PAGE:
Iraq News

Tahrir al-Sham fuel monopoly raises prices in Idlib

By Waleed Abu al-Khair in Cairo

A vendor sells mazout (fuel oil) in Idlib, which is the main means of heating in the region. [Photo courtesy of Haisam al-Idlibi]

A vendor sells mazout (fuel oil) in Idlib, which is the main means of heating in the region. [Photo courtesy of Haisam al-Idlibi]

As winter approaches, Syrians in the northern province of Idlib and the surrounding areas are struggling with the high price of fuel, local activists said.

Prices for diesel and heating oil (mazout) have risen since Tahrir al-Sham gained control of the market through its subsidiary, Watad Petroleum Company, though the company has publicly denied it has any connection to the extremist alliance.

Market dominance has been achieved by targeting competition from main distributors and small traders, activist Haisam al-Idlibi told Diyaruna.

The prices of fuel in Idlib and on the outskirts of neighbouring Hama and Aleppo provinces "have risen to insanely high levels with the approach of the winter season", he said.

The price of one litre of fuel has risen from 200 Syrian pounds ($0.3) to 350 Syrian pounds ($0.67) in recent days, he said, noting that Watad has established a monopoly over the fuel market.

The new prices came on the heels of decrees that banned trading in fuel and restricted the practice to Watad, he said.

Northern Syria consumes large amounts of mazout "because it is the main fuel used for heating in the region", al-Idlibi said.

"Mazout is not available in the [regular] market at all, as the company controls the quantities made available," he said. This led to "the re-emergence of the black market, where the price per litre is 400 pounds ($0.77), at least".

The winter season is on the way, and prices are expected to rise further once it begins and "mazout becomes utterly indispensable", he added.

Price hikes 'across the board'

"The rise in prices is not limited to mazout, as they also extended to petrol, prompting those who work in the transportation sector to raise their prices," Idlib activist Musab Assaf told Diyaruna.

"The high prices of fuel impacted all prices without exception, as all traders, including traders of fruit and vegetables and basic commodities, raise prices using the high cost of transportation as an excuse," he said.

This has led to an increase in prices across the board, to such an extent that many residents now refrain from buying some items, al-Idlibi said.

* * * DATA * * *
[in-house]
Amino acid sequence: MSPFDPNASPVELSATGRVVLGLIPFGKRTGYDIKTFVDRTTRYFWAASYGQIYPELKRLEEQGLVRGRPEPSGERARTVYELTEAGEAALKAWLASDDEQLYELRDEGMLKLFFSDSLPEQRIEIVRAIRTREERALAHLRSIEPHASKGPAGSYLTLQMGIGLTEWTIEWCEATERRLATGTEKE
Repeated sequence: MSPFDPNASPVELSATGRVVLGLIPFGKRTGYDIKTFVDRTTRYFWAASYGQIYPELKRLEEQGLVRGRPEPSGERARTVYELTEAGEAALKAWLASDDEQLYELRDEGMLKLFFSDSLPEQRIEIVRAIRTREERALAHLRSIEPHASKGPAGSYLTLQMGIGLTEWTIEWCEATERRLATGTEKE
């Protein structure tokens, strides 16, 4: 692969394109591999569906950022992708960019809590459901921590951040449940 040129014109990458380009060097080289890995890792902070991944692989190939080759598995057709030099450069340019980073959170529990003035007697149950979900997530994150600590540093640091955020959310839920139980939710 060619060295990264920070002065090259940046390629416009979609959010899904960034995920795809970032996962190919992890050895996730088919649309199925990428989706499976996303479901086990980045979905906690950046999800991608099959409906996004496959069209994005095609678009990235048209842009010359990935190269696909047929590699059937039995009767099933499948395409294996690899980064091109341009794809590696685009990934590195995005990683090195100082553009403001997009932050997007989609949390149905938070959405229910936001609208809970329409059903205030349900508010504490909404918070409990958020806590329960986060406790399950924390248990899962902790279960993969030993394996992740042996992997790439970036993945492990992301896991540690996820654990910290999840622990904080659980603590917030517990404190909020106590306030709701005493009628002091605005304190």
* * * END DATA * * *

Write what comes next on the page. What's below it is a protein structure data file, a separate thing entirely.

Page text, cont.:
"Tahrir al-Sham is directly responsible for this rise in prices, since it is the main supplier of fuel in the market," he said.

The extremist alliance administers the region, and has the ability, if it chooses, to "rein back prices and return them to their normal levels that are within the means of residents in the region", he said.

Meanwhile, a wave of high prices has hit the markets in the city of Idlib and surrounding areas as a result of the rise in fuel prices, he added.

Revenue stream for Tahrir al-Sham

"The prices of vegetables, for example, have increased by almost 100% because farmers rely on mazout to operate their irrigation water pumps," Idlib media activist Mahmoud Haj Kamel told Diyaruna.

The price hike also applies to the price of bread, he said, and alternative heating materials, such as wood, sawdust, pistachio shells and unrefined petroleum, which is mixed with other materials to turn it into a combustible fuel.

"Tahrir al-Sham is trying to withhold the truth from residents, claiming it has no connection to the Watad company, while in truth the company is Tahrir al-Sham’s main financial arm," Kamel said.

Through it, the alliance "is able to extract and refine oil products and control the distribution process", he said.

"The group seized control of the fuel market to make up for the loss of funding sources, cutoff of donations and severe drop in revenue from tax collection," Kamel said.

The high prices of fuel also adversely affect the work of some humanitarian organisations that operate in the region, he noted, especially tractor owners who transport water, as they contract with fuel vendors at set prices.

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